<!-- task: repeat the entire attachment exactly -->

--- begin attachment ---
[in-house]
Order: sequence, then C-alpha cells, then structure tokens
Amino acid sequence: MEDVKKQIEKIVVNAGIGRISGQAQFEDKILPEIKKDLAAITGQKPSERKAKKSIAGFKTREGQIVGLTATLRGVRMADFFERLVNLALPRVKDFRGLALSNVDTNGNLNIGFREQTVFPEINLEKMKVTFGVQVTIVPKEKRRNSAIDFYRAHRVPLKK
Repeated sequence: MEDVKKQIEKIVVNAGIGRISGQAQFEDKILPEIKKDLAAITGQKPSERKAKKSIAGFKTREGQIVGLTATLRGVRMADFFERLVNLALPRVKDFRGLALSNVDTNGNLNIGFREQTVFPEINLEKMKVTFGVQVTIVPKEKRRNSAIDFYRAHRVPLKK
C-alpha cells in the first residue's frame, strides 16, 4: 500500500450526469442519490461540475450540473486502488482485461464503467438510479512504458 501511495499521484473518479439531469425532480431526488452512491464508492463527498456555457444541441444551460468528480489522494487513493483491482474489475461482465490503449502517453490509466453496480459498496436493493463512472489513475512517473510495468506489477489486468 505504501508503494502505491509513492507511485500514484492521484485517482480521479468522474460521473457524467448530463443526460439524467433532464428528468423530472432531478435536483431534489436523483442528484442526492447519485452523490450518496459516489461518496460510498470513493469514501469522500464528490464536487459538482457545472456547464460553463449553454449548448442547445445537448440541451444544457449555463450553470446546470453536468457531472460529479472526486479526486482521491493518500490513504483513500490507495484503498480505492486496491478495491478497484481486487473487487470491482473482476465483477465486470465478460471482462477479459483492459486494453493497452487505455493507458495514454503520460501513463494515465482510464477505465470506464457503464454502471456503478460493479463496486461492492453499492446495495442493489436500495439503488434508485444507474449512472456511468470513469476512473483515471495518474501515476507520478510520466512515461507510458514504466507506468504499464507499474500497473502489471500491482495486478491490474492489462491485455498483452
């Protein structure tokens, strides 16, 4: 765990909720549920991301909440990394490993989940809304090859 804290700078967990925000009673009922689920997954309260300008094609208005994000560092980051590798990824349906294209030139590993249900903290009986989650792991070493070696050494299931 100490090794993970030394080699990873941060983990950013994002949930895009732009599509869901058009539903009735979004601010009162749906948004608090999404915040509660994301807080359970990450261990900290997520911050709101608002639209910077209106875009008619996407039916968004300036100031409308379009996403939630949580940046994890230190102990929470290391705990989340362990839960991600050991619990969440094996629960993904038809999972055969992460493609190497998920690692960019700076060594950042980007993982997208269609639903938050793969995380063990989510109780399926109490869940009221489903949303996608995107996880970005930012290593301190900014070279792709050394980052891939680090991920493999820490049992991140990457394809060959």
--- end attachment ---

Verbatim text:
[in-house]
Order: sequence, then C-alpha cells, then structure tokens
Amino acid sequence: MEDVKKQIEKIVVNAGIGRISGQAQFEDKILPEIKKDLAAITGQKPSERKAKKSIAGFKTREGQIVGLTATLRGVRMADFFERLVNLALPRVKDFRGLALSNVDTNGNLNIGFREQTVFPEINLEKMKVTFGVQVTIVPKEKRRNSAIDFYRAHRVPLKK
Repeated sequence: MEDVKKQIEKIVVNAGIGRISGQAQFEDKILPEIKKDLAAITGQKPSERKAKKSIAGFKTREGQIVGLTATLRGVRMADFFERLVNLALPRVKDFRGLALSNVDTNGNLNIGFREQTVFPEINLEKMKVTFGVQVTIVPKEKRRNSAIDFYRAHRVPLKK
C-alpha cells in the first residue's frame, strides 16, 4: 500500500450526469442519490461540475450540473486502488482485461464503467438510479512504458 501511495499521484473518479439531469425532480431526488452512491464508492463527498456555457444541441444551460468528480489522494487513493483491482474489475461482465490503449502517453490509466453496480459498496436493493463512472489513475512517473510495468506489477489486468 505504501508503494502505491509513492507511485500514484492521484485517482480521479468522474460521473457524467448530463443526460439524467433532464428528468423530472432531478435536483431534489436523483442528484442526492447519485452523490450518496459516489461518496460510498470513493469514501469522500464528490464536487459538482457545472456547464460553463449553454449548448442547445445537448440541451444544457449555463450553470446546470453536468457531472460529479472526486479526486482521491493518500490513504483513500490507495484503498480505492486496491478495491478497484481486487473487487470491482473482476465483477465486470465478460471482462477479459483492459486494453493497452487505455493507458495514454503520460501513463494515465482510464477505465470506464457503464454502471456503478460493479463496486461492492453499492446495495442493489436500495439503488434508485444507474449512472456511468470513469476512473483515471495518474501515476507520478510520466512515461507510458514504466507506468504499464507499474500497473502489471500491482495486478491490474492489462491485455498483452
């Protein structure tokens, strides 16, 4: 765990909720549920991301909440990394490993989940809304090859 804290700078967990925000009673009922689920997954309260300008094609208005994000560092980051590798990824349906294209030139590993249900903290009986989650792991070493070696050494299931 100490090794993970030394080699990873941060983990950013994002949930895009732009599509869901058009539903009735979004601010009162749906948004608090999404915040509660994301807080359970990450261990900290997520911050709101608002639209910077209106875009008619996407039916968004300036100031409308379009996403939630949580940046994890230190102990929470290391705990989340362990839960991600050991619990969440094996629960993904038809999972055969992460493609190497998920690692960019700076060594950042980007993982997208269609639903938050793969995380063990989510109780399926109490869940009221489903949303996608995107996880970005930012290593301190900014070279792709050394980052891939680090991920493999820490049992991140990457394809060959």